April 15, 2019 by Jason Barber
By the year 2028, the construction industry will likely need to fill approximately 300,000 job openings. As more than a quarter of a million construction workers are expected to retire in the next decade, production is expected to weaken in most markets due to the aging population, skilled labour shortages, insufficient training and numerous other factors, according to a recent BuildForce outlook.
This forecast confirms what many in the sector have predicted for some time now — the construction labour shortage in North America is not only intensifying, but it’s leaving many companies scrambling to find qualified new workers and struggling to retain existing talent.
While the industry is long overdue in addressing this complex labour supply/demand conundrum, the good news is that those business leaders that approach the challenge with an immediate, proactive approach will be able to better optimize site productivity and reduce the risk of labour shortage problems down the road.
IT’S TIME TO ADOPT A DIFFERENT APPROACH TO PROJECT EXECUTION
With overall skilled labour productivity in decline — and no signs of abating in the immediate future — it’s clear that effective workforce growth strategies and the capacity to accomplish the same or more work with fewer workers is needed.
To remain competitive, contractors must shift their traditional strategy of reacting to inefficiencies and labour shortages, and take a more proactive approach to entice and retain skilled workers. Adding and attracting more labour is not the silver bullet.
There are numerous options available when project managers invest adequate time in front-end planning, according to a recent study published by Construction Industry Resources LLC.
Here are a few factors to consider early in the project process:
UTILIZING NEWER TECHNOLOGIES TO HELP REBUILD THE LABOUR POOL
Emerging digital technologies are delivering new opportunities for contractors to address many of the challenges associated with the labour shortage and poor productivity. Some of these tools are not only helping to boost on-site productivity but are also reducing waste and alleviating the unfavorable impact of job site surprises.
Those leaders open to adopting newer, more collaborative construction tools and technology can eliminate many inefficiencies. Much of the cloud-based technology not only takes the complexity out of managing the construction business, but it also improves the productivity of contractors, helping teams meet more deadlines by scheduling and allocating available and compliant resources to multiple projects at the same time. The technology’s real-time reporting capabilities on precise field data allows companies the opportunity to improve operations and win more profitable projects.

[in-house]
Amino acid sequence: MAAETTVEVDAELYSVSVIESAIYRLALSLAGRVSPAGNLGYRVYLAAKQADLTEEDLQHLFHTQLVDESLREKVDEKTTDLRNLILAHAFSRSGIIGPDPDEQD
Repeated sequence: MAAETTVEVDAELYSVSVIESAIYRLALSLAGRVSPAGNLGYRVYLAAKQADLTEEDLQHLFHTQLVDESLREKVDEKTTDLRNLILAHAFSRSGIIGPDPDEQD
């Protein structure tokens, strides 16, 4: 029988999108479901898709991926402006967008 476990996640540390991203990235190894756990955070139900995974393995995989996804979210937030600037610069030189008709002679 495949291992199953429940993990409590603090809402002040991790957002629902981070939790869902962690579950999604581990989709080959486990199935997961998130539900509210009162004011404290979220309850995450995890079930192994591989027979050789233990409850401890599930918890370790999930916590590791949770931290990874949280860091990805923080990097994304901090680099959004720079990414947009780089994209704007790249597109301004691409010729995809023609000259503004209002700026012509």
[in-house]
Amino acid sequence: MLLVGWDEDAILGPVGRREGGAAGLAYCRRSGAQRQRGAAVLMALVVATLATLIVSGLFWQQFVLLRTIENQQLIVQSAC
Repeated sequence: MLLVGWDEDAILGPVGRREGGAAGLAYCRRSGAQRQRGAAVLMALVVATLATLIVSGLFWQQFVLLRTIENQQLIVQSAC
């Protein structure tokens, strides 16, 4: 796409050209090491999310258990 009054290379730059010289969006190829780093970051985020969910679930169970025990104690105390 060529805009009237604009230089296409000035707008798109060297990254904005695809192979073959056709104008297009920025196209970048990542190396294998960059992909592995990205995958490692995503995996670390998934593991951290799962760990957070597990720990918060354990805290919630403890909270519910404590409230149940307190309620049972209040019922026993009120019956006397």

Digitized construction tools also help resolve many common daily challenges that can often hinder productivity while improving asset and worker management at the same time. This simplifies operational management when it comes to critical areas such as routine and specialized worker documentation and licensing, maximizing special skill sets, streamlined quality control processes, equipment organization, promotion of worker safety and overseeing temporary employees.
Recruiting, training and retaining skilled construction workers in today’s competitive business environment goes far beyond a simple monetary investment — it can significantly impact project success or failure.
While some contractors view cultivating and fostering a productive, highly-skilled team as a perpetual challenge, it’s truly where business owners have the capacity to make a genuine difference and play a considerable role in growing the overall workforce.
Jason Barber is vice-president of construction market and innovation for Assignar, a cloud-based operations, compliance, asset and workforce management platform for self-perform contractors.
He has 14 years of experience in the construction industry, including serving as resident engineer and construction manager for Kiewit and Emcor.